One of the key tensions in that scene occurs in the character of Mr. Thornton: Between his mood as a serious man of business who’s had to take up his father’s (shirked) burden and the vibe of true excitement he reveals over the mechanical aspects of what he does; and similarly, between the shame or disregard of a man who knows that he’s barely socially acceptable to the Hales and that a marriage to Margaret would be a misalliance based on any criterion he would normally apply to a prospective partner, and the man who nonetheless looks at her with interest even as he veils his glance after a very pregnant moment. In other words, Mr. Thornton is certainly blinkered. But every now and then in episodes 1, 2, and even in 3 (where his obstinacy about principle reaches a thundering, almost self-destructive, height), we see him trying to see out from around his self-imposed blindfold.
So back to my question — how does it work out, to deflect an unwanted question about heartthrob status into an answer about the appeal of a character and then segue immediately into a reflection about one’s own memories of insecurity about the casting? And what does it mean, the accompaniment of that answer with a lot of down-status body language (head down, introspective looks, shoulders crouched)? If Armitage’s own blinkers here involve an unwillingness to consider, respond to, exemplify, live out, feel anything other than embarrassed by, “heartthrob status” for which he has almost certainly “taken the piss” many times — Richard Armitage the adult who has to be here and tolerate this gushing, but finds it all absurd — it’s fascinating after hearing about Mr. Thornton’s blinkers and the things he won’t see past, to see this self-recollection of a decade-younger Richard Armitage, one who drove late at night to a bookstore and got the last copy (like there wouldn’t have been another one the next morning in a bookstore somewhere else in London?) and needed to read only a line on the back cover to know it was a role for him. Armitage unraveled?
Richard Armitage the adult, the one I want to somehow “see,” takes it all in stride and manages the questions with a hefty (occasionally too hefty) dose of British self-deprecation. But behind him, Armitage the unknown peeks out and by undermining the adult, makes the man we see all the more intriguing. His statement here that his way into a personality as an actor lies first through physicality makes it all the more compelling to observe what his body does when he tells a very dramatic version of a pedestrian, but oh-so-decisive moment from his past. We might be tempted to conclude he places the “difference” between his construction of the (to him unappealing) character and the audience reception of the finished Mr. Thornton as “romantic” hero in analogy to the difference between the younger, distant Armitage, the one who drove to the bookstore, grabbed the book in a rush, and thought for a long time that he would not get cast even though it was a role he knew to lie in his artistic grasp, and Armitage, the actor who so succeeded in convincing in that “romantic” role that a website crashed and a career aborning for years finally took its next step.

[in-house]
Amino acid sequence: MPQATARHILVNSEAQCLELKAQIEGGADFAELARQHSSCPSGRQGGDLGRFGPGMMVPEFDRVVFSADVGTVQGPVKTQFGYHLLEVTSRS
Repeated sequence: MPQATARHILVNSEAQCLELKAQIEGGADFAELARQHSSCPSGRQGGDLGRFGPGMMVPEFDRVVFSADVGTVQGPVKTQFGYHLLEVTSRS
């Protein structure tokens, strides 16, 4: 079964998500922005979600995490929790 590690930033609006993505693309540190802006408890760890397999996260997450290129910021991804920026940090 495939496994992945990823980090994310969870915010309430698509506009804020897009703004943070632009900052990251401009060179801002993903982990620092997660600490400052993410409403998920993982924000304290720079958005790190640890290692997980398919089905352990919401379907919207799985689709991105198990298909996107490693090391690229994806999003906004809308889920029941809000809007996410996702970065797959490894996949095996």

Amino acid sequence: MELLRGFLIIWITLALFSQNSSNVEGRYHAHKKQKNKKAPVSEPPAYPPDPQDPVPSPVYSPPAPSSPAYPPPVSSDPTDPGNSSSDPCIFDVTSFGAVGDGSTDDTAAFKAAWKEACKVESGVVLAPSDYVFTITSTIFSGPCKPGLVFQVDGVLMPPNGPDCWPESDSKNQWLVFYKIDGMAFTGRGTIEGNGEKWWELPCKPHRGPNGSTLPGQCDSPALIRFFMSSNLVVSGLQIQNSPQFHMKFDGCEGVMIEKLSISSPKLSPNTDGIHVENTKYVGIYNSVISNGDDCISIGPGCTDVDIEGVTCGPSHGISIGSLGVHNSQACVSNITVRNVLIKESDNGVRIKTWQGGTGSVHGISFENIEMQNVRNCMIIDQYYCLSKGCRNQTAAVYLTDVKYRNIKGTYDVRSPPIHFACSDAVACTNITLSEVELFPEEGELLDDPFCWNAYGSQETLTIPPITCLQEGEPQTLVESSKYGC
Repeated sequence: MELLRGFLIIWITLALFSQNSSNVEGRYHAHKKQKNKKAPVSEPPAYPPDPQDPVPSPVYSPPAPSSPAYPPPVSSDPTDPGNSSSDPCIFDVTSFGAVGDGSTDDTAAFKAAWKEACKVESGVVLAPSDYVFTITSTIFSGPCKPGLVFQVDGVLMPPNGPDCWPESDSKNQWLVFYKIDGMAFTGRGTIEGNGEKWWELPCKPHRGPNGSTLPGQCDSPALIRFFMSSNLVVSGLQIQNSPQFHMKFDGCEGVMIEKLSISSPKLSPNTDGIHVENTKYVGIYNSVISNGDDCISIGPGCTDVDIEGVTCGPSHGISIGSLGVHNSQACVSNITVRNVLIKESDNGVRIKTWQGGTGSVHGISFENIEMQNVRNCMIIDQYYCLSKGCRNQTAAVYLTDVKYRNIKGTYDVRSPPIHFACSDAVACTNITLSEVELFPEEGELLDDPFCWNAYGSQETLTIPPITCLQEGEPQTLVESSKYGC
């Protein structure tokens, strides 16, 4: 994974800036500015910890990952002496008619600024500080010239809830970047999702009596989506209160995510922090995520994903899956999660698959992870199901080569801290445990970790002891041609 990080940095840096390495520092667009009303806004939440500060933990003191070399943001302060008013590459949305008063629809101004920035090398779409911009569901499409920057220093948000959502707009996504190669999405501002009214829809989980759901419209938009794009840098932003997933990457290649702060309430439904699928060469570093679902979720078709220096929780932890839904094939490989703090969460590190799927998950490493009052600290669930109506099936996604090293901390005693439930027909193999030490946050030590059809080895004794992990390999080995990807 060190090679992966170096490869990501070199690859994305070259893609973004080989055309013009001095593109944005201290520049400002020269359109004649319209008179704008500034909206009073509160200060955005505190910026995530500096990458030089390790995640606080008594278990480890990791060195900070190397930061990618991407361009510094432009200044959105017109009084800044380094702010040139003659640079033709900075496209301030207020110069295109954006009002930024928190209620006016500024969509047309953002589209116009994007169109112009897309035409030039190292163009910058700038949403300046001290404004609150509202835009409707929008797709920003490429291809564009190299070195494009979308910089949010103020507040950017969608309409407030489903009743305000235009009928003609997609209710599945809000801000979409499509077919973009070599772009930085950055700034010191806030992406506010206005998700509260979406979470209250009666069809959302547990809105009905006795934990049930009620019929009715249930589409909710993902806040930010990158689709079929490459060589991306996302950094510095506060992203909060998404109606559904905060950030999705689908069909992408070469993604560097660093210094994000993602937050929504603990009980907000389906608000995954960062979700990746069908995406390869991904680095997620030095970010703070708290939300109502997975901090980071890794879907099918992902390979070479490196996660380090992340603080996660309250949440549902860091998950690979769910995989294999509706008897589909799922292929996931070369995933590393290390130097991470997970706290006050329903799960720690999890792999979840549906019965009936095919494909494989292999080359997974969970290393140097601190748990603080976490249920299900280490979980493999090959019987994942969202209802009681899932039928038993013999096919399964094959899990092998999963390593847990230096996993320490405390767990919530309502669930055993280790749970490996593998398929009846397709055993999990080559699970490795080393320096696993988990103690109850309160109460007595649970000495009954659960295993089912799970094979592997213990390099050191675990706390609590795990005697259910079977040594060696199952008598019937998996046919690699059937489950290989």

It’s entirely impossible for me to say here what Armitage intended to achieve with this answer — I would guess, on some level, the point of this answer was very much to say, joke all you like about Darcy and wet t-shirts, humorously or suggestively, but I nonetheless reject the label of heartthrob, the character was not a heartthrob but rather a stifled man who experienced an epiphany, and most of all, when I was trying to get cast I was certainly not heartthrob material, but rather nobody with very little chance of success and not much more than conviction.
At the same time, however, I know how it strikes me — and that it strikes me in the same way that Armitage’s characters often do — that there’s something in or behind their eyes that’s searching for a way to express itself. I thought I wanted to see Armitage the adult — but just at the point at which I am seeing that persona most clearly, beginning to grasp who that adult is, I see Armitage the struggling actor of ten years ago peeking out from behind him. It’s a paradox that we see repeated countless times in Armitage’s work, these conflicting impulses that make his characters seem so real, the fact that we don’t always know how they will react under certain circumstances — but it also eludes or even defies attempts at putting things down descriptively, at establishing who Richard Armitage is. Somehow, he manages to continue to tease us as to his identity, even as he appears to be telling us a deeply personal anecdote. As a performance of self this kind of evasion, one that seems simultaneously mature and naive, is masterful, a kind of hiding in plain sight. As a subsidiary matter — it practically guarantees that I’ll keep looking.